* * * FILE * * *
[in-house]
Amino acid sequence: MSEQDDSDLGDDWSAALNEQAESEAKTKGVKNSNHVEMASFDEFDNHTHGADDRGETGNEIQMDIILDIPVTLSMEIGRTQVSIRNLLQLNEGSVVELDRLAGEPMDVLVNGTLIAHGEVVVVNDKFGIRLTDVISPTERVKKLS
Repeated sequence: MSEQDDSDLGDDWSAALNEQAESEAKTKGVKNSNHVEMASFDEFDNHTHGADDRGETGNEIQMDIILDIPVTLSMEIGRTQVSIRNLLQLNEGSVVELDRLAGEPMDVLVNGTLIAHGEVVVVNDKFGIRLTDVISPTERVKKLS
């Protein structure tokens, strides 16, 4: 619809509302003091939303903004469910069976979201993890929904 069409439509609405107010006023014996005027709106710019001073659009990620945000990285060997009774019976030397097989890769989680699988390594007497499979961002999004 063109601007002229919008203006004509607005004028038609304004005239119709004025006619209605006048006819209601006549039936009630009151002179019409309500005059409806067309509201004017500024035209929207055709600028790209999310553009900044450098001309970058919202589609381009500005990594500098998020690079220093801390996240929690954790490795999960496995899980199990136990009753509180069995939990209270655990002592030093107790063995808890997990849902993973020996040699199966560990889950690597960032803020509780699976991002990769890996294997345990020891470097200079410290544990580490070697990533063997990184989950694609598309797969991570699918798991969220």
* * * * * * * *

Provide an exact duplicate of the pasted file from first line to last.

[in-house]
Amino acid sequence: MSEQDDSDLGDDWSAALNEQAESEAKTKGVKNSNHVEMASFDEFDNHTHGADDRGETGNEIQMDIILDIPVTLSMEIGRTQVSIRNLLQLNEGSVVELDRLAGEPMDVLVNGTLIAHGEVVVVNDKFGIRLTDVISPTERVKKLS
Repeated sequence: MSEQDDSDLGDDWSAALNEQAESEAKTKGVKNSNHVEMASFDEFDNHTHGADDRGETGNEIQMDIILDIPVTLSMEIGRTQVSIRNLLQLNEGSVVELDRLAGEPMDVLVNGTLIAHGEVVVVNDKFGIRLTDVISPTERVKKLS
């Protein structure tokens, strides 16, 4: 619809509302003091939303903004469910069976979201993890929904 069409439509609405107010006023014996005027709106710019001073659009990620945000990285060997009774019976030397097989890769989680699988390594007497499979961002999004 063109601007002229919008203006004509607005004028038609304004005239119709004025006619209605006048006819209601006549039936009630009151002179019409309500005059409806067309509201004017500024035209929207055709600028790209999310553009900044450098001309970058919202589609381009500005990594500098998020690079220093801390996240929690954790490795999960496995899980199990136990009753509180069995939990209270655990002592030093107790063995808890997990849902993973020996040699199966560990889950690597960032803020509780699976991002990769890996294997345990020891470097200079410290544990580490070697990533063997990184989950694609598309797969991570699918798991969220």